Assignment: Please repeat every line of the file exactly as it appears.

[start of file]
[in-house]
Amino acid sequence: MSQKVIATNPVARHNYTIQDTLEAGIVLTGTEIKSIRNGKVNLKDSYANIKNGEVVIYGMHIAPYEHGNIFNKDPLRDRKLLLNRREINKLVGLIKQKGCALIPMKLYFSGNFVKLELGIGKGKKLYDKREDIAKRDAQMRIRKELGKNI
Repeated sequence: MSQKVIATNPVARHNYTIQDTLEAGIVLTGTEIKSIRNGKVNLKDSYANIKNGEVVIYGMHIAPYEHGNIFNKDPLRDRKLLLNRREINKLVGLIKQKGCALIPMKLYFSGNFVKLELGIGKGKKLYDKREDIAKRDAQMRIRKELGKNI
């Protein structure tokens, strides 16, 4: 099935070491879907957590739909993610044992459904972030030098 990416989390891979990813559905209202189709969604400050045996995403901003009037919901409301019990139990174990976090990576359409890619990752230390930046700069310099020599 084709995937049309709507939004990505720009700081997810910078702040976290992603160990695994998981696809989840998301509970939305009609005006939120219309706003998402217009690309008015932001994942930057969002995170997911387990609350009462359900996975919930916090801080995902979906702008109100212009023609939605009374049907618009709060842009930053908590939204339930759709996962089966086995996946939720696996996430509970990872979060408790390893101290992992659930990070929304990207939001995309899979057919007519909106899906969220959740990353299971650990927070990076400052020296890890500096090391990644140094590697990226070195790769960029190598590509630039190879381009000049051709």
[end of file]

[in-house]
Amino acid sequence: MSQKVIATNPVARHNYTIQDTLEAGIVLTGTEIKSIRNGKVNLKDSYANIKNGEVVIYGMHIAPYEHGNIFNKDPLRDRKLLLNRREINKLVGLIKQKGCALIPMKLYFSGNFVKLELGIGKGKKLYDKREDIAKRDAQMRIRKELGKNI
Repeated sequence: MSQKVIATNPVARHNYTIQDTLEAGIVLTGTEIKSIRNGKVNLKDSYANIKNGEVVIYGMHIAPYEHGNIFNKDPLRDRKLLLNRREINKLVGLIKQKGCALIPMKLYFSGNFVKLELGIGKGKKLYDKREDIAKRDAQMRIRKELGKNI
């Protein structure tokens, strides 16, 4: 099935070491879907957590739909993610044992459904972030030098 990416989390891979990813559905209202189709969604400050045996995403901003009037919901409301019990139990174990976090990576359409890619990752230390930046700069310099020599 084709995937049309709507939004990505720009700081997810910078702040976290992603160990695994998981696809989840998301509970939305009609005006939120219309706003998402217009690309008015932001994942930057969002995170997911387990609350009462359900996975919930916090801080995902979906702008109100212009023609939605009374049907618009709060842009930053908590939204339930759709996962089966086995996946939720696996996430509970990872979060408790390893101290992992659930990070929304990207939001995309899979057919007519909106899906969220959740990353299971650990927070990076400052020296890890500096090391990644140094590697990226070195790769960029190598590509630039190879381009000049051709």